Riverview Condo. Ass'n, an Or. Non-Profit Corp. v. Cypress Ventures, Inc.

Citation339 P.3d 447,266 Or.App. 574
Decision Date29 October 2014
Docket NumberA150586.,100710713
PartiesRIVERVIEW CONDOMINIUM ASSOCIATION, an Oregon non-profit corporation, Plaintiff–Appellant Cross–Respondent, v. CYPRESS VENTURES, INC., an Oregon domestic business corporation; Defendant, and Bank One Arizona, NA, a national banking association; Michael S. Morse, an individual; and Daniel S. Bracken, an individual, Defendants–Respondents, and Brookfield Development, Inc., an Oregon domestic business corporation; Defendant–Respondent Cross–Appellant. Brookfield Development, Inc., an Oregon domestic business corporation, Third–Party Plaintiff, v. Peter Zaikin, dba Anytime Construction; Mike Anfilofieff, dba Final Finish Carpentry; Modern Tech Construction, Inc., an Oregon corporation; Rain–Master Roofing, Inc., an Oregon corporation; and N.W. Cutting Edge Const., Inc., an Oregon corporation, Third–Party Defendants.
CourtCourt of Appeals of Oregon

266 Or.App. 574
339 P.3d 447

RIVERVIEW CONDOMINIUM ASSOCIATION, an Oregon non-profit corporation, Plaintiff–Appellant Cross–Respondent,
v.
CYPRESS VENTURES, INC., an Oregon domestic business corporation; Defendant,
and
Bank One Arizona, NA, a national banking association; Michael S. Morse, an individual; and Daniel S. Bracken, an individual, Defendants–Respondents,
and
Brookfield Development, Inc., an Oregon domestic business corporation; Defendant–Respondent Cross–Appellant.

Brookfield Development, Inc., an Oregon domestic business corporation, Third–Party Plaintiff,
v.
Peter Zaikin, dba Anytime Construction; Mike Anfilofieff, dba Final Finish Carpentry; Modern Tech Construction, Inc., an Oregon corporation; Rain–Master Roofing, Inc., an Oregon corporation; and N.W. Cutting Edge Const., Inc., an Oregon corporation, Third–Party Defendants.

100710713; A150586.

Court of Appeals of Oregon.

Argued and Submitted March 6, 2014.
Decided Oct. 29, 2014.



Affirmed in part; reversed in part; remanded.


[339 P.3d 450]


Ryan D. Harris argued the cause for appellant-cross-respondent.
With him on the briefs were Vial Fotheringham LLP and Thomas M. Johnson.

Peter Hawkes, Portland, argued the cause for respondents Bank One Arizona, NA, and Daniel S. Bracken. With him on the brief was Lane Powell PC.


Lori DeDobbelaere, Portland, argued the cause for respondent Michael S. Morse. With her on the brief was Lachenmeier Enloe Rall & Heinson.

Bruce R. Gilbert, Portland, argued the cause for respondent-cross-appellant. With him on the briefs was Stephan E. Archer and Smith Freed & Eberhard P.C.

Before DUNCAN, Presiding Judge, and WOLLHEIM, Judge, and LAGESEN, Judge. DUNCAN, P.J.

Plaintiff, a condominium association, appeals after the trial court dismissed, based on the statute of repose and statute of limitations, plaintiff's claims against defendants. In those claims, plaintiff alleged that defendants were negligent during construction of the condominium buildings, concealed known defects in the buildings, and mismanaged the condominium association and its finances before they turned it over to the unit owners. For the reasons that follow—many of which derive from cases that were decided after the trial court ruled—we conclude that the court erred in granting summary judgment on plaintiff's construction-defect and nuisance claims, which allege injuries to plaintiff's interest in real property and are governed by a six-year statute of limitations, but we affirm the court's dismissal of claims alleging financial harm, which are governed by a two-year statute of limitations. Accordingly, we reverse in part and remand for further proceedings.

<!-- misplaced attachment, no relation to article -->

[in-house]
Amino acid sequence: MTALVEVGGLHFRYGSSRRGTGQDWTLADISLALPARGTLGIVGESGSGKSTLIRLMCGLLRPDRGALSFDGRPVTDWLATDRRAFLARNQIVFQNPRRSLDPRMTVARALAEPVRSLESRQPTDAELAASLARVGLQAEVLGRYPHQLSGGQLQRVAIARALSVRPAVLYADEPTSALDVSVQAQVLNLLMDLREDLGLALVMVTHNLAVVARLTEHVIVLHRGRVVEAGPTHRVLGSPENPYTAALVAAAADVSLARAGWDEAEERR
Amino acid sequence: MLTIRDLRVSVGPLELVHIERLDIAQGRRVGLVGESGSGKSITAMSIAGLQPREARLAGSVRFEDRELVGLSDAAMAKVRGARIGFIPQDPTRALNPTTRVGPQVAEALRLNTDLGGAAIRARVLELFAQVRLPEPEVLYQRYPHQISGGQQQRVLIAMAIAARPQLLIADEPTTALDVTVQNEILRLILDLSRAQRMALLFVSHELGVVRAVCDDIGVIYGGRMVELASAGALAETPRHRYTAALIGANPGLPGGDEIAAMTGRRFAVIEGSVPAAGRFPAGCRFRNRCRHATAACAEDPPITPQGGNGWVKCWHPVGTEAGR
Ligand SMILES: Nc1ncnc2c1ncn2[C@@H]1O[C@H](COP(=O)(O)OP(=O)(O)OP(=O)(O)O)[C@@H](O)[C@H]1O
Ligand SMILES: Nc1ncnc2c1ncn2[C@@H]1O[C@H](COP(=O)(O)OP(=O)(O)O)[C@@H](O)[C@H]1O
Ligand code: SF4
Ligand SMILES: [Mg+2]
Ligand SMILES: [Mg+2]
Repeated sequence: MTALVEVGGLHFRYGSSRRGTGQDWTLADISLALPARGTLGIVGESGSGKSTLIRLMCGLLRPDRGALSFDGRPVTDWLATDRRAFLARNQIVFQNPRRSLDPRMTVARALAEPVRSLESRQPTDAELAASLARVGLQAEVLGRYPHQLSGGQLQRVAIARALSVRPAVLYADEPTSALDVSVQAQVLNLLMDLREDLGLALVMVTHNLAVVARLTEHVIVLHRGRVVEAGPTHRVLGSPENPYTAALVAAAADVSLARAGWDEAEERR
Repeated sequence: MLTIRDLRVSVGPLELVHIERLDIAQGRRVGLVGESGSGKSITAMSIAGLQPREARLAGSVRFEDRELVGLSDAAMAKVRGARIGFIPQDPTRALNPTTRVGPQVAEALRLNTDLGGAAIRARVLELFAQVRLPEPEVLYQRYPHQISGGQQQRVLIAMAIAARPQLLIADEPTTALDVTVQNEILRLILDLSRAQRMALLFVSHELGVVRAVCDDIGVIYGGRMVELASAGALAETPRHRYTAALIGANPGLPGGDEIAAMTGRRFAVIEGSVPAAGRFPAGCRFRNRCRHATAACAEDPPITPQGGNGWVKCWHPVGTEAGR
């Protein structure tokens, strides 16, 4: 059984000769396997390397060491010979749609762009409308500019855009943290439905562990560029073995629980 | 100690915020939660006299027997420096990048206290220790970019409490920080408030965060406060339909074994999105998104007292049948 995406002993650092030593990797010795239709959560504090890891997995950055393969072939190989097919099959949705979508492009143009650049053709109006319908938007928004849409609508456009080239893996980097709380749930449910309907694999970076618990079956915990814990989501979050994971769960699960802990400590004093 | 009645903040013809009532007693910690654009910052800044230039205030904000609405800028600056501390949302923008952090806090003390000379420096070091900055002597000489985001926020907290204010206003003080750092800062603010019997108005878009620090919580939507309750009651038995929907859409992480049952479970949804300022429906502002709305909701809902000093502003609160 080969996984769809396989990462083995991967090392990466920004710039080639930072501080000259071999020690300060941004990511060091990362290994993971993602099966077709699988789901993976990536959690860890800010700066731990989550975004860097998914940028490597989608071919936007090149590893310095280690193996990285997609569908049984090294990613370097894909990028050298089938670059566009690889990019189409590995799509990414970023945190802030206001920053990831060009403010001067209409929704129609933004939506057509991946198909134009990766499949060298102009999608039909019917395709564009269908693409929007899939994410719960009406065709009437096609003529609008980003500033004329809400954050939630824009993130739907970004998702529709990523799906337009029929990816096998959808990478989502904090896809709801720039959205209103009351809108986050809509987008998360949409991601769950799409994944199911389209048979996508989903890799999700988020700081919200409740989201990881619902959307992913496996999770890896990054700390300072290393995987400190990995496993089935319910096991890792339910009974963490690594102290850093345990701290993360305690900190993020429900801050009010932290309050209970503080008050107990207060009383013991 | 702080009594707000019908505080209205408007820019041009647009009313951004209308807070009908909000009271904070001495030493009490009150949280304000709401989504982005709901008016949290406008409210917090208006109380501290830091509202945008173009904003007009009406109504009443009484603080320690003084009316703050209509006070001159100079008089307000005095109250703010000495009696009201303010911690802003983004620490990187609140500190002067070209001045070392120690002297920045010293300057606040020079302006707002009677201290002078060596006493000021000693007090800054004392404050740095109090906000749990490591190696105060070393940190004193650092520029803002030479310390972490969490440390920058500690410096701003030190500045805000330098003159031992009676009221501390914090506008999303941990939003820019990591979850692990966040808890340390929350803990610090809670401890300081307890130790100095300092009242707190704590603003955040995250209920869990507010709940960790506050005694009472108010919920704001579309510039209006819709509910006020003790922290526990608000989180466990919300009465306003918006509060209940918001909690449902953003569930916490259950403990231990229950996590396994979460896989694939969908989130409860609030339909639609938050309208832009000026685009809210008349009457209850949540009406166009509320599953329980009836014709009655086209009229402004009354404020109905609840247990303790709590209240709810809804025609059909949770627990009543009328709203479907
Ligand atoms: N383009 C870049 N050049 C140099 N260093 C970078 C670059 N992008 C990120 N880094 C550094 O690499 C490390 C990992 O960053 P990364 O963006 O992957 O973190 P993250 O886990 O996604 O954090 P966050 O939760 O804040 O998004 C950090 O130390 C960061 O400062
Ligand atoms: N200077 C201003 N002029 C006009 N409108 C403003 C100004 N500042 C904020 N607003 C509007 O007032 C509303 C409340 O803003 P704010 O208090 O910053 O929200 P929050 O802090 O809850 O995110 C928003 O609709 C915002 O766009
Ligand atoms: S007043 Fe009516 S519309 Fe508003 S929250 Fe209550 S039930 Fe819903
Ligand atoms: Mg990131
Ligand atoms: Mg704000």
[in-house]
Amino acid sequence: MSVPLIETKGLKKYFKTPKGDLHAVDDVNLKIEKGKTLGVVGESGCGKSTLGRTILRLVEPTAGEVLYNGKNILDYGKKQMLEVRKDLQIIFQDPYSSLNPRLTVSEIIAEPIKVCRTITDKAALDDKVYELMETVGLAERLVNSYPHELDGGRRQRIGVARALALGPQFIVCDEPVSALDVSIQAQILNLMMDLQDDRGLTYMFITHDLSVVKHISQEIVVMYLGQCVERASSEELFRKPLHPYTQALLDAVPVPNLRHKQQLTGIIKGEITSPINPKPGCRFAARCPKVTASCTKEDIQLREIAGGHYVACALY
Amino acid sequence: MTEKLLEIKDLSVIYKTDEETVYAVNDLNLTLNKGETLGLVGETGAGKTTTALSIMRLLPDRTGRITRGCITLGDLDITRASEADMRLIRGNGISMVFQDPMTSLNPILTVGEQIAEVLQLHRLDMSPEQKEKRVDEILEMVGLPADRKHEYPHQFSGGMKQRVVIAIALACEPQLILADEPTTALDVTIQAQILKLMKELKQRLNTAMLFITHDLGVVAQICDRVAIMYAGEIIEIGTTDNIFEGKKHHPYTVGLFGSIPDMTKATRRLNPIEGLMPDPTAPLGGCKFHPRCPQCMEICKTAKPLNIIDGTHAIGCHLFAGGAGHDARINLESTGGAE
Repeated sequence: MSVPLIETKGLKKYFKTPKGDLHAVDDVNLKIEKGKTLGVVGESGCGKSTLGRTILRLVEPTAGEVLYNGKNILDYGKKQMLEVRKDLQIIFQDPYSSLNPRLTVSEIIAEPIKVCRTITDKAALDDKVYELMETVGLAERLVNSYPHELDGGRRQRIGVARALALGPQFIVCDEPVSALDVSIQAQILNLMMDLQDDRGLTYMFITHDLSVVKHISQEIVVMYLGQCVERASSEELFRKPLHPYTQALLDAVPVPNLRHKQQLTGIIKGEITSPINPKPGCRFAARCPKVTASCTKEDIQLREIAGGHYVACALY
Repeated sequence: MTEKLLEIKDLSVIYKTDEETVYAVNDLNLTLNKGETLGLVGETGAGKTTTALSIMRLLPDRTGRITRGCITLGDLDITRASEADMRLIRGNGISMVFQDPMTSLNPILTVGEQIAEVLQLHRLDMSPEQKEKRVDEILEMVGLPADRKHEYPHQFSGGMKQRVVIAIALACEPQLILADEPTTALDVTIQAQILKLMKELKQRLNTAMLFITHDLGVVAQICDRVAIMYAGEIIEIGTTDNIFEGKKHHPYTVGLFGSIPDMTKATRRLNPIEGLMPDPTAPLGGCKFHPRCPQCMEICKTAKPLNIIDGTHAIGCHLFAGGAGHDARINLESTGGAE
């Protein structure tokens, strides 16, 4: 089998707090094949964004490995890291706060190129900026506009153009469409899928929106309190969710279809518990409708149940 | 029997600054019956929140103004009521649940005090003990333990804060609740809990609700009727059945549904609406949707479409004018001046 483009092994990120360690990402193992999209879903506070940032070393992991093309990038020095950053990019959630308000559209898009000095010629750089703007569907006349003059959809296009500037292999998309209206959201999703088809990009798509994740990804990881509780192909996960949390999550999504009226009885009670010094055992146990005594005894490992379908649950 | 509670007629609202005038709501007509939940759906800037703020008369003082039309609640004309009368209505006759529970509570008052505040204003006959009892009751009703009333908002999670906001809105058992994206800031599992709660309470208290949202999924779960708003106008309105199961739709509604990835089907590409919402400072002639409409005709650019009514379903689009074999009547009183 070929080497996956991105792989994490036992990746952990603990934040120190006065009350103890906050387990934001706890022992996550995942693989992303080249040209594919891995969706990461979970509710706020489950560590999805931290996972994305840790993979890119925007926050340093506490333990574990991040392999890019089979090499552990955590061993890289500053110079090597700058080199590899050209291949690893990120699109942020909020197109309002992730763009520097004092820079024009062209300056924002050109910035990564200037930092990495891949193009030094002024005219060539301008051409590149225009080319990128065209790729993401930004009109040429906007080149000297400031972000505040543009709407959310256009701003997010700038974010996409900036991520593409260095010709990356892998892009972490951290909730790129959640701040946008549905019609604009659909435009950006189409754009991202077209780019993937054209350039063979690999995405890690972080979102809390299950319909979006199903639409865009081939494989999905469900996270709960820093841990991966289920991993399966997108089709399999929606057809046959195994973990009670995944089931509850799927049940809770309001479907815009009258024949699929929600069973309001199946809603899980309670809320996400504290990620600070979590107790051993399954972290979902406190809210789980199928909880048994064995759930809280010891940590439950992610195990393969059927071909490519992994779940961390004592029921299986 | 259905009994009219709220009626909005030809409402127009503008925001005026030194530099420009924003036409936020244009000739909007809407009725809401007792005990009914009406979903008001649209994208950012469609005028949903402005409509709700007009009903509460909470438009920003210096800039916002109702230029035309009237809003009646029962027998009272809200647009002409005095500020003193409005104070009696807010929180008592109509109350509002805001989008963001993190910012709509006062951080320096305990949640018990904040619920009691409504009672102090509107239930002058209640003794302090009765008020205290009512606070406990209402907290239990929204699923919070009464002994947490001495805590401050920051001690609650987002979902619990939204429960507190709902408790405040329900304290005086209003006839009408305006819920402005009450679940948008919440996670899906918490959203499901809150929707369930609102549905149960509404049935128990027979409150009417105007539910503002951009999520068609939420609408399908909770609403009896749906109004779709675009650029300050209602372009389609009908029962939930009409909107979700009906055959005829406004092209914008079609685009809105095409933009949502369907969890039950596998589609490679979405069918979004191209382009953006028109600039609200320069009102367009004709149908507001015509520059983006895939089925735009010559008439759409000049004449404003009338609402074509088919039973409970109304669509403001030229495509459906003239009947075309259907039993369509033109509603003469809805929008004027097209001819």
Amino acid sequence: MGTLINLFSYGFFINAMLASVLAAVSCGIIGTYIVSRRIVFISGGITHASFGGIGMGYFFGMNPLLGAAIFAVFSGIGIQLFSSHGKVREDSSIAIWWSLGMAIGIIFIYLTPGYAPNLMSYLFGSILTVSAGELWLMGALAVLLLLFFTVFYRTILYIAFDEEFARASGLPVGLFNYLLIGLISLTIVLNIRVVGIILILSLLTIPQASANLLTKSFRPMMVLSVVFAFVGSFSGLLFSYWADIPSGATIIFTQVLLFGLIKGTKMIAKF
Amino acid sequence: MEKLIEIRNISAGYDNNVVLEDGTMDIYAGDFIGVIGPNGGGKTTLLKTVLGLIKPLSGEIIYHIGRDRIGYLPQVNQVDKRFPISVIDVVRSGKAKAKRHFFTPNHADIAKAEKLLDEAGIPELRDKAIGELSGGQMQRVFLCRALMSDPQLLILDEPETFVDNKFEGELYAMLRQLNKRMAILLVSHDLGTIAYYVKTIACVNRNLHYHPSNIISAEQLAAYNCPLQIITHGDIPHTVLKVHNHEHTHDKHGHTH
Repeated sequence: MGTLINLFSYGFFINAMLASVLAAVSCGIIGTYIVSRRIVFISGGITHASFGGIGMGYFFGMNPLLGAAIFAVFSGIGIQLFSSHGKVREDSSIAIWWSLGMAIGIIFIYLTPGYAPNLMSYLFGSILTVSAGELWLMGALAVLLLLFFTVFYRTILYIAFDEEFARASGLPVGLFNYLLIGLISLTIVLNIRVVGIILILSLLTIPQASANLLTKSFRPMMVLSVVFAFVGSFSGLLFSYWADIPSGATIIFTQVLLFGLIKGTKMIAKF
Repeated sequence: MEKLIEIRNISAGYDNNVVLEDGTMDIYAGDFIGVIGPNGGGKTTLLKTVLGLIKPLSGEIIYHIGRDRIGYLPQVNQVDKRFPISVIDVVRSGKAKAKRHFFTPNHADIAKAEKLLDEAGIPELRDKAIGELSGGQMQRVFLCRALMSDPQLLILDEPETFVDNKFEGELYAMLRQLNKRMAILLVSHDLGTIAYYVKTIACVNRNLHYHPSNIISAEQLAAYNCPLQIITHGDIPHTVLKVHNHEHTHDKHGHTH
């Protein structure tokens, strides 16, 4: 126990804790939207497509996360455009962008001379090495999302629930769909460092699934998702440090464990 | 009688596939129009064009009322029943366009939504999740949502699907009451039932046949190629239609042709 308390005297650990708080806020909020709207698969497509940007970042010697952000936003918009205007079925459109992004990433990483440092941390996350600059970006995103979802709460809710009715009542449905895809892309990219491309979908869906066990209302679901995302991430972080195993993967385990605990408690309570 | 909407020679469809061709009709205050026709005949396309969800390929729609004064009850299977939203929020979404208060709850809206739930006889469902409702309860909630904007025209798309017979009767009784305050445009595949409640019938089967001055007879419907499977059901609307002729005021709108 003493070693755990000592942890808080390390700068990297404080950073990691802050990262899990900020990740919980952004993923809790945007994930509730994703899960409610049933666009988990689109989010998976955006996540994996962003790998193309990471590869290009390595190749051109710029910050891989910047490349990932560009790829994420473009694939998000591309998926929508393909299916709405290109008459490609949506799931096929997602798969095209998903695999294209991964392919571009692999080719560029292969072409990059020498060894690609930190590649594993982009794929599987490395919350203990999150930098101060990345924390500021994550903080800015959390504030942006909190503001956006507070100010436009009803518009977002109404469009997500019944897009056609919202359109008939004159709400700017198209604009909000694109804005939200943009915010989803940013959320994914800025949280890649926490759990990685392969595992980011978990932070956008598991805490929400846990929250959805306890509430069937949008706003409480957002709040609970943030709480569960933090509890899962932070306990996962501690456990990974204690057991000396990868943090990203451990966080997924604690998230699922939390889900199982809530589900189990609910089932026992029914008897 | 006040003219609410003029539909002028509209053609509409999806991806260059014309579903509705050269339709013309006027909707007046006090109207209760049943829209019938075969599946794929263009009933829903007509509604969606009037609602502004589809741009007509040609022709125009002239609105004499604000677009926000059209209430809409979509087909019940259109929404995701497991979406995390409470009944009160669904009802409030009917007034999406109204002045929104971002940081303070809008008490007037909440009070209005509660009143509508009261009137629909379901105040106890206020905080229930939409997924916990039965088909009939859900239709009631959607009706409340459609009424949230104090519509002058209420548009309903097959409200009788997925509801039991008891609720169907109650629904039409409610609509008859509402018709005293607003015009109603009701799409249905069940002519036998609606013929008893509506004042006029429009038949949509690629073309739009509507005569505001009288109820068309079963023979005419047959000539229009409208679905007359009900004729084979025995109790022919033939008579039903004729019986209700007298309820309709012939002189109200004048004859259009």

I. BACKGROUND
A. Facts

Because this case comes to us after the grant of defendants' motions for summary judgment, we state the relevant facts in the light most favorable to plaintiff, the nonmoving party. Loosli v. City of Salem, 345 Or. 303, 306 n. 1, 193 P.3d 623 (2008).1

Cypress Ventures, Inc. (Cypress Ventures) was owned by Lowell Morse; his son, defendant Michael Morse, was its president. Lowell Morse also owned a 1/3 interest in Brookfield Development, Inc. (Brookfield), which is also a defendant in this case. Cypress Ventures hired Brookfield to act as the general contractor for a condominium development, a three-building, 17–unit condominium known as the Riverview Condominium. Cypress Ventures also hired Brookfield to develop townhomes next to the condominium development.

In 1999, Brookfield started construction on the Riverview Condominium. Construction continued through the first part of 2000, and all three of the buildings received final permits and certificates of occupancy by May 10, 2000. Brookfield received its final payment from Cypress Ventures that same month.

Shortly thereafter, on July 27, 2000, Cypress Ventures recorded with Multnomah County the declaration, association bylaws, and plat that submitted Riverview Condominium to the condominium form of ownership, as governed by the Oregon Condominium Act, ORS chapter 100. The recording also established the Association of Unit Owners of Riverview Condominium (the Association), which is the plaintiff in this action. The Association is composed of all unit owners.

Under the Association's bylaws, Cypress Ventures—the “declarant” of the condominium—had the power to appoint and replace the Association's directors and officers until three years after the first unit was sold or 75

[339 P.3d 451]